“Part of what we do on television is provide escapism,” said Fox Entertainment president Kevin Reilly. “Escapism comes in many forms. It could be laughter. It could be fantasy. It is also your worst nightmare come to life.”
And a show like “The Following” “makes our palms sweat and it moves us emotionally and puts us on the edge of the seat. We are engrossed in it and we forget ourselves for an hour.”
Dealing with psychopaths easily opens the door to plot twists that divert the viewers’ attention with surprises.
Writers on television series are always asking: “What is the dramatic backdrop? What is it going to take to create higher stakes in the story?,” said “Bates Motel” executive producer Carlton Cuse (“Lost”).
Cuse also added that unpredictable characters are fascinating for storytellers.
It’s nothing new • It’s not as if serial killer shows created a new genre. Police shows have been around since the early days of television.
And the fascination with serial killers dates back to the 19th century, if not before. Jack the Ripper committed his crimes beginning in 1888 — and 125 years later, “Ripper Street” focuses on crimes in the same part of London where his crimes took place.
“I’m not interested in serial killers per se,” said executive producer Will Gould, who postulated that perhaps the Jack the Ripper legend lives on because he was never caught. That’s a crucial element to his appeal, said Jerome Flynn, who plays a police sergeant in “Ripper Street.”
“I think it’s why he became the myth that he did,” Flynn said. “He’s still reverberating in society. It’s a mystery, which is kind of ongoing.”
As is the fascination with crime, on screen and in print. “If you look at the crime section in the bookstore, it’s one of the most popular sections,” said “Criminal Minds” executive producer Deborah Spera. “People are fascinated by crime — how it works, who does them and how they are solved.”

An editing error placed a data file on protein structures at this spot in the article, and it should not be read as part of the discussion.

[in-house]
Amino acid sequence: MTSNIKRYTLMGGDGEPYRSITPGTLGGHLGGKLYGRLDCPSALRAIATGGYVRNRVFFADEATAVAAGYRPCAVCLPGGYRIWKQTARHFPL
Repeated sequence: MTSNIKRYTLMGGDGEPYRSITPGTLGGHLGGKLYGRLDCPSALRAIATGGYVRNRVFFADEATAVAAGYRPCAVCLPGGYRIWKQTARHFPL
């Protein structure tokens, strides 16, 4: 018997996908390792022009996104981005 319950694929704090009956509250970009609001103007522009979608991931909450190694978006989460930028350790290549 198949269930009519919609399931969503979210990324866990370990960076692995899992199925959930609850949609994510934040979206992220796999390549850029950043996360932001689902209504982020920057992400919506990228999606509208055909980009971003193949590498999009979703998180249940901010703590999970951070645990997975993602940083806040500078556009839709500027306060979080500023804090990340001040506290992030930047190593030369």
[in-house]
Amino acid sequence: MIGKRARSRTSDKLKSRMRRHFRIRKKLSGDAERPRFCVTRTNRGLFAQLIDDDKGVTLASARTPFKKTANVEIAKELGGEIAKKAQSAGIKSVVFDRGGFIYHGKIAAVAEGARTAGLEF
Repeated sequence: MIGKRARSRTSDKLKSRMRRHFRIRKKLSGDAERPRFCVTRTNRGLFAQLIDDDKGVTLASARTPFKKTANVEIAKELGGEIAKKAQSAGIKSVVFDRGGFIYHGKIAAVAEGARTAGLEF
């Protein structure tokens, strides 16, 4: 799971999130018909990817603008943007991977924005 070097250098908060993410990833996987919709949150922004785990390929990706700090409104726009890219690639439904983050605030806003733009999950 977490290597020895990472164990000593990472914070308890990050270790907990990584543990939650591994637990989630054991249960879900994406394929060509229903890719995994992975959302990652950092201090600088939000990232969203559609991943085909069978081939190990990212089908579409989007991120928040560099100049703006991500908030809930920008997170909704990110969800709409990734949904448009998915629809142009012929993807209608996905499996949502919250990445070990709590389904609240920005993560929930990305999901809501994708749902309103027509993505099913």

Give ’em what they want • It’s easy to place the blame for the proliferation of serial killers on producers and network executives, but the fact is that if viewers didn’t tune in, the shows would go away. Quickly.
For the current TV season to date, seven of the top 20 shows — including No. 1 “NCIS” — are crime dramas. “Our job is to give viewers what they want,” said CBS Entertainment president Nina Tassler. “Clearly, they love crime dramas.”
Which is why CBS, America’s most-watched network, currently has 11 of them on its schedule.
ABC’s schedule has far fewer crime dramas, but ABC Entertainment president Paul Lee has no quarrel with Tassler’s way of thinking.
“We’re in the business of being in people’s homes every week,” he said. “And if you don’t fall in love with those characters, if we don’t nail the core relationships at the heart of it, we’ve failed.”
Even if those characters are serial killers.
TV’s killer shows
“Bates Motel” • Debuts Monday, March 18, on A&E.
“The Cult” • Debuts on Tuesday, Feb. 19, on The CW/Channel 30.
“Dexter” • Begins a new season on Sunday, June 30, on Showtime.
“The Following” • Airs Mondays at 8 p.m. on Fox/Channel 13
“Hannibal” • Debuts sometime later this year on NBC/Channel 5.
“The Mentalist” • Airs Sundays at 9 p.m. on CBS/Channel 2.
“Ripper Street” • Airs Saturdays at 7 and 10 p.m. on BBC America.